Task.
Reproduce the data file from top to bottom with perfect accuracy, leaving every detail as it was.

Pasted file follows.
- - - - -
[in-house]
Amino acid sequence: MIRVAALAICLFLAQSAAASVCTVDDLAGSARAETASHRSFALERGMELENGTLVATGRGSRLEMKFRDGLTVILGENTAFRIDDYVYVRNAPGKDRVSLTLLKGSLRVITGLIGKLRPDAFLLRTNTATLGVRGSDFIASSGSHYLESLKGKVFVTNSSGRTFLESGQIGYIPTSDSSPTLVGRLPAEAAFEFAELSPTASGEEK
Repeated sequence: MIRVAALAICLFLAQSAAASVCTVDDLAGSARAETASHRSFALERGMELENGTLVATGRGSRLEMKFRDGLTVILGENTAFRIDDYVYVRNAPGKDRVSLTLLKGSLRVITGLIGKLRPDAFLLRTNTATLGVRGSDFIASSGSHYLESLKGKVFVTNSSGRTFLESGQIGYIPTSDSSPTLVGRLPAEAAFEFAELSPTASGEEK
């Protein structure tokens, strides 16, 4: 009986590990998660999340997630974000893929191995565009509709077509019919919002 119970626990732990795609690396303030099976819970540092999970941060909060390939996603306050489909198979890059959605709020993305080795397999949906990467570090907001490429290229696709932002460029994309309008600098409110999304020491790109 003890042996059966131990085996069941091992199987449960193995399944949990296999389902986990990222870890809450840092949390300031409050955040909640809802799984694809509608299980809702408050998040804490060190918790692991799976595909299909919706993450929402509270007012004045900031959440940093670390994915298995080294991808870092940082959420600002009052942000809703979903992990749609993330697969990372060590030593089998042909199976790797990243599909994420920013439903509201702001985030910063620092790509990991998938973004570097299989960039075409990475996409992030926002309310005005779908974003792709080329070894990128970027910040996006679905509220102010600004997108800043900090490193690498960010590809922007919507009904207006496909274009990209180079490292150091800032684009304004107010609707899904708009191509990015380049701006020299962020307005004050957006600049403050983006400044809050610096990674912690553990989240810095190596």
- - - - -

[in-house]
Amino acid sequence: MIRVAALAICLFLAQSAAASVCTVDDLAGSARAETASHRSFALERGMELENGTLVATGRGSRLEMKFRDGLTVILGENTAFRIDDYVYVRNAPGKDRVSLTLLKGSLRVITGLIGKLRPDAFLLRTNTATLGVRGSDFIASSGSHYLESLKGKVFVTNSSGRTFLESGQIGYIPTSDSSPTLVGRLPAEAAFEFAELSPTASGEEK
Repeated sequence: MIRVAALAICLFLAQSAAASVCTVDDLAGSARAETASHRSFALERGMELENGTLVATGRGSRLEMKFRDGLTVILGENTAFRIDDYVYVRNAPGKDRVSLTLLKGSLRVITGLIGKLRPDAFLLRTNTATLGVRGSDFIASSGSHYLESLKGKVFVTNSSGRTFLESGQIGYIPTSDSSPTLVGRLPAEAAFEFAELSPTASGEEK
């Protein structure tokens, strides 16, 4: 009986590990998660999340997630974000893929191995565009509709077509019919919002 119970626990732990795609690396303030099976819970540092999970941060909060390939996603306050489909198979890059959605709020993305080795397999949906990467570090907001490429290229696709932002460029994309309008600098409110999304020491790109 003890042996059966131990085996069941091992199987449960193995399944949990296999389902986990990222870890809450840092949390300031409050955040909640809802799984694809509608299980809702408050998040804490060190918790692991799976595909299909919706993450929402509270007012004045900031959440940093670390994915298995080294991808870092940082959420600002009052942000809703979903992990749609993330697969990372060590030593089998042909199976790797990243599909994420920013439903509201702001985030910063620092790509990991998938973004570097299989960039075409990475996409992030926002309310005005779908974003792709080329070894990128970027910040996006679905509220102010600004997108800043900090490193690498960010590809922007919507009904207006496909274009990209180079490292150091800032684009304004107010609707899904708009191509990015380049701006020299962020307005004050957006600049403050983006400044809050610096990674912690553990989240810095190596």